Fallout: The Financial Crisis

Unemployment benefits vary greatly

Tess Vigeland Feb 6, 2009
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A job seeker looks through job listings at the East Bay Works One-Stop Career Center in Oakland, Calif. Justin Sullivan/Getty Images
Fallout: The Financial Crisis

Unemployment benefits vary greatly

Tess Vigeland Feb 6, 2009
A job seeker looks through job listings at the East Bay Works One-Stop Career Center in Oakland, Calif. Justin Sullivan/Getty Images
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TEXT OF INTERVIEW

Tess Vigeland: Of the millions of Americans who are out of work, you might be surprised to find out that not all of them are eligible for unemployment benefits. And depending on which state you live in, the benefits you do receive could be enough to tide you over. Or it could be a few bucks a week.

Christine Vestal is a writer covering unemployment for with the online news site Stateline.org. Chris, how different are the rules for unemployment benefits?

Christine Vestal: They vary for certain types of workers. If you’re looking for a part-time job — you could only work part-time or you’ve decided that that’s the best thing for you and your family — about half the states won’t let you collect benefits. And that’s not becaues you worked part-time, but because you’re only seeking part-time work. So that’s one issue. Another issue is if your work is sporatic, or if you just got your first job, or you’d been out for a while and then you got a job and you were laid off, they won’t count the most recent earnings. So, lets say you got a job right out of college and it only lasted three, four months, you may not qualify because they want to look back farther than six months, typically.

Vigeland: But if you work, you’re paying taxes toward unemployment benefits. So, how can you not be eligible for them if you lose your job?

Vestal: Well, that’s what proponents of a new bill that’s part of the stimulus package are saying: If you’ve worked and your employers contributed for you, you ought to be able to get the benefits. And this sort of technicality in the laws in many states is preventing an estimated 500,000 workers from getting benefits.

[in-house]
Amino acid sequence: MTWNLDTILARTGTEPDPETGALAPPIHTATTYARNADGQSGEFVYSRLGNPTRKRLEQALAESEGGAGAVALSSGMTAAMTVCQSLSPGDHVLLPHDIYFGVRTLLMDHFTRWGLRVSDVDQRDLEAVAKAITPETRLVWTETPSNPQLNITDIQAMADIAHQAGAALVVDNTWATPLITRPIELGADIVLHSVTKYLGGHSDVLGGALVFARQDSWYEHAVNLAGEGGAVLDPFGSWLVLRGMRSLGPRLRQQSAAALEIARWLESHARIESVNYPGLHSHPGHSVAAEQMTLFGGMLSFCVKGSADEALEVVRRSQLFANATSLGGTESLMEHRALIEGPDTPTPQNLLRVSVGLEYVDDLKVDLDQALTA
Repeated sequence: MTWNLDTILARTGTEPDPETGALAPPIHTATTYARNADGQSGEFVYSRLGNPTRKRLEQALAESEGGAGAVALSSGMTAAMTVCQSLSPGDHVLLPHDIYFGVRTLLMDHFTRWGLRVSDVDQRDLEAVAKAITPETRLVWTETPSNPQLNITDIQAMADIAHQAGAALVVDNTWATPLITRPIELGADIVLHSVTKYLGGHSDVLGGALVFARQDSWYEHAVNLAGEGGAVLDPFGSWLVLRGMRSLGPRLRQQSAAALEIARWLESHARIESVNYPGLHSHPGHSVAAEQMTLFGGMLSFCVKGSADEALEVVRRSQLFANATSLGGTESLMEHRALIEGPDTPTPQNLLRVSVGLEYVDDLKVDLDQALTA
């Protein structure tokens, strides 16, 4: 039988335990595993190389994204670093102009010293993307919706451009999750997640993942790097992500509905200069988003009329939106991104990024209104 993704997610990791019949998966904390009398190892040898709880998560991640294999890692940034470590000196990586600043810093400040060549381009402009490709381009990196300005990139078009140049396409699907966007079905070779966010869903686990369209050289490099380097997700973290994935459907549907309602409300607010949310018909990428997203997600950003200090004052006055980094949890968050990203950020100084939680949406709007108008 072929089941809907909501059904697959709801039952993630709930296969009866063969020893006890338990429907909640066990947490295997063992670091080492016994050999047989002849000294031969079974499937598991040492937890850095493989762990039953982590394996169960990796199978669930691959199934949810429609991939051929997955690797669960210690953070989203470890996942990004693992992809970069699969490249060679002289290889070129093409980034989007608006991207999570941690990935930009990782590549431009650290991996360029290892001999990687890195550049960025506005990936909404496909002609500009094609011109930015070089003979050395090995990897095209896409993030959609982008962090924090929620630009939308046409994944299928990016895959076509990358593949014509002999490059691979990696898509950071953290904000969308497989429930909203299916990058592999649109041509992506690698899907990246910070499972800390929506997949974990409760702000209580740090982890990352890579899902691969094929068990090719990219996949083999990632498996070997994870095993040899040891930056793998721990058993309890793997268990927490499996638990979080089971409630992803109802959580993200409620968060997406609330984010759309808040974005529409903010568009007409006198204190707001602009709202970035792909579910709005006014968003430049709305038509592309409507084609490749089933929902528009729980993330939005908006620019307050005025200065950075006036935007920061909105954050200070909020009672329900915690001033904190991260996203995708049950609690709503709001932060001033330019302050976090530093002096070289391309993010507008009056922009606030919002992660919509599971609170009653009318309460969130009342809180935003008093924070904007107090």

Vigeland: What about the amount of benefit? I was looking at some of these figures, and it’s really dependant on where you are, you can get a huge variety on what your actual payout is on unemployment.

Vestal: That’s right. It varies at the low end and the high end. Hawaii has the lowest weekly check, $5.

Vigeland: $5.

Vestal: $5 a week. But, at the same time, you only need to have made $130 in the previous year to qualify. So that salary at which you can then receive benefits is different in different states. North Carolina, the minimum salary that you can make for a year and qualify is $4,113. That’s the highest.

Vigeland: And what about the benefits themselves? Who’s the best, who’s the worst?

Vestal: At the low end, the minimum benefit, Hawaii has the lowest at $5 per week. At the high end, for the minimum benefit for a low-wage worker, Oregon has the best at $104 per week. Now, if you make more than, say $40,000, and it varies from state to state, Mississippi has the lowest maximum benefit. Nobody in Mississippi collecting benefits can make more than $210 per week. But Massachusettes has the highest by far, at $862 per week.

Vigeland: So is there anything that folks can do if they’re either fearing a layoff or have just been laid off, to know right away what their benefits are going to be? How they’re eligible?

Vestal: Well, you can check the website for either the state you work in or the state you live in.

Vigeland: Either one?

Vestal: Either one.

Vigeland: So you can go unemployment and insurance shopping?

Vestal: You can and you should. You really should. Some regions where there are a lot of people living in one state and working in another state, you know, have tried to smooth out the minimum and the maximum. But other regions, there are great differences.

Vigeland: So, do your research.

Vestal: Do your research. Yes.

Vigeland: Good advice. Christine Vestal is a staff writer for Stateline.org, a project of the Pew Center on the states. Thanks so much.

Vestal: Thank you, Tess.

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